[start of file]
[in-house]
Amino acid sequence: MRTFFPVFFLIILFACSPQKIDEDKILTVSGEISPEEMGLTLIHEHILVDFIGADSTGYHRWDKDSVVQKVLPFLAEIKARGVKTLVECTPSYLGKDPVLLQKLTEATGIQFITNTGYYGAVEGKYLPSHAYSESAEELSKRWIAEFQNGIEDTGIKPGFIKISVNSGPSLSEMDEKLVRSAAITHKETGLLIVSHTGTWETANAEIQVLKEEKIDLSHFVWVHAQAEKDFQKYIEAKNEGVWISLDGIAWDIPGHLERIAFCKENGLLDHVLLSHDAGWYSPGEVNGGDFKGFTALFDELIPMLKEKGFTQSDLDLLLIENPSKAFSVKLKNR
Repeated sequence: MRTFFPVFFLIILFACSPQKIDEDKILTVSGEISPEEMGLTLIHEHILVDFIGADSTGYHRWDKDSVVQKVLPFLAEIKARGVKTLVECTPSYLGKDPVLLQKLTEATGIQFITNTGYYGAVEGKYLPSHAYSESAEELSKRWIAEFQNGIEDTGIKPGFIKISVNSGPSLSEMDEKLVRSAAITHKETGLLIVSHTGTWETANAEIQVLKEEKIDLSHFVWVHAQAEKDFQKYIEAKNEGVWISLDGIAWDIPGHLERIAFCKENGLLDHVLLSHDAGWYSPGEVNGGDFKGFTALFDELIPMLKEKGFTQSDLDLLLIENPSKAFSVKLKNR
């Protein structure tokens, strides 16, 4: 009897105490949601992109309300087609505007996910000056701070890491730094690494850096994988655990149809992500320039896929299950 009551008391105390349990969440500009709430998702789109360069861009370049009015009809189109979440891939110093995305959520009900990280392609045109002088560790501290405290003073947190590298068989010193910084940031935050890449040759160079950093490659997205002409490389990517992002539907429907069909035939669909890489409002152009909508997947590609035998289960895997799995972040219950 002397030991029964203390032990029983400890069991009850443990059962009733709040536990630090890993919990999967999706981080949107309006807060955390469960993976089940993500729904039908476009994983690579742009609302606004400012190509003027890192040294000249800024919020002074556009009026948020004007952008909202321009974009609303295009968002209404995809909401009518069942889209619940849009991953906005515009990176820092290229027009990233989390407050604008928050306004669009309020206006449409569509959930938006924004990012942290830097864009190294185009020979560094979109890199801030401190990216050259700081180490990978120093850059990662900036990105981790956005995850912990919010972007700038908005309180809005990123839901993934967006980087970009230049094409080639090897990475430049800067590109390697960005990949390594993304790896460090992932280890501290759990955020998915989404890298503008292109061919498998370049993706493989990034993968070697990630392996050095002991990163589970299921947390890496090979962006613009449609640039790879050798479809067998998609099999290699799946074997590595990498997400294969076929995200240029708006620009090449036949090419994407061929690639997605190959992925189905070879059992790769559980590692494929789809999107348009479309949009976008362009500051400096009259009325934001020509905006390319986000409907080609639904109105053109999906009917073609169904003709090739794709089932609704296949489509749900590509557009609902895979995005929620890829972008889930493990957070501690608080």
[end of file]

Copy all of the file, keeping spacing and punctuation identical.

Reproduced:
[in-house]
Amino acid sequence: MRTFFPVFFLIILFACSPQKIDEDKILTVSGEISPEEMGLTLIHEHILVDFIGADSTGYHRWDKDSVVQKVLPFLAEIKARGVKTLVECTPSYLGKDPVLLQKLTEATGIQFITNTGYYGAVEGKYLPSHAYSESAEELSKRWIAEFQNGIEDTGIKPGFIKISVNSGPSLSEMDEKLVRSAAITHKETGLLIVSHTGTWETANAEIQVLKEEKIDLSHFVWVHAQAEKDFQKYIEAKNEGVWISLDGIAWDIPGHLERIAFCKENGLLDHVLLSHDAGWYSPGEVNGGDFKGFTALFDELIPMLKEKGFTQSDLDLLLIENPSKAFSVKLKNR
Repeated sequence: MRTFFPVFFLIILFACSPQKIDEDKILTVSGEISPEEMGLTLIHEHILVDFIGADSTGYHRWDKDSVVQKVLPFLAEIKARGVKTLVECTPSYLGKDPVLLQKLTEATGIQFITNTGYYGAVEGKYLPSHAYSESAEELSKRWIAEFQNGIEDTGIKPGFIKISVNSGPSLSEMDEKLVRSAAITHKETGLLIVSHTGTWETANAEIQVLKEEKIDLSHFVWVHAQAEKDFQKYIEAKNEGVWISLDGIAWDIPGHLERIAFCKENGLLDHVLLSHDAGWYSPGEVNGGDFKGFTALFDELIPMLKEKGFTQSDLDLLLIENPSKAFSVKLKNR
């Protein structure tokens, strides 16, 4: 009897105490949601992109309300087609505007996910000056701070890491730094690494850096994988655990149809992500320039896929299950 009551008391105390349990969440500009709430998702789109360069861009370049009015009809189109979440891939110093995305959520009900990280392609045109002088560790501290405290003073947190590298068989010193910084940031935050890449040759160079950093490659997205002409490389990517992002539907429907069909035939669909890489409002152009909508997947590609035998289960895997799995972040219950 002397030991029964203390032990029983400890069991009850443990059962009733709040536990630090890993919990999967999706981080949107309006807060955390469960993976089940993500729904039908476009994983690579742009609302606004400012190509003027890192040294000249800024919020002074556009009026948020004007952008909202321009974009609303295009968002209404995809909401009518069942889209619940849009991953906005515009990176820092290229027009990233989390407050604008928050306004669009309020206006449409569509959930938006924004990012942290830097864009190294185009020979560094979109890199801030401190990216050259700081180490990978120093850059990662900036990105981790956005995850912990919010972007700038908005309180809005990123839901993934967006980087970009230049094409080639090897990475430049800067590109390697960005990949390594993304790896460090992932280890501290759990955020998915989404890298503008292109061919498998370049993706493989990034993968070697990630392996050095002991990163589970299921947390890496090979962006613009449609640039790879050798479809067998998609099999290699799946074997590595990498997400294969076929995200240029708006620009090449036949090419994407061929690639997605190959992925189905070879059992790769559980590692494929789809999107348009479309949009976008362009500051400096009259009325934001020509905006390319986000409907080609639904109105053109999906009917073609169904003709090739794709089932609704296949489509749900590509557009609902895979995005929620890829972008889930493990957070501690608080």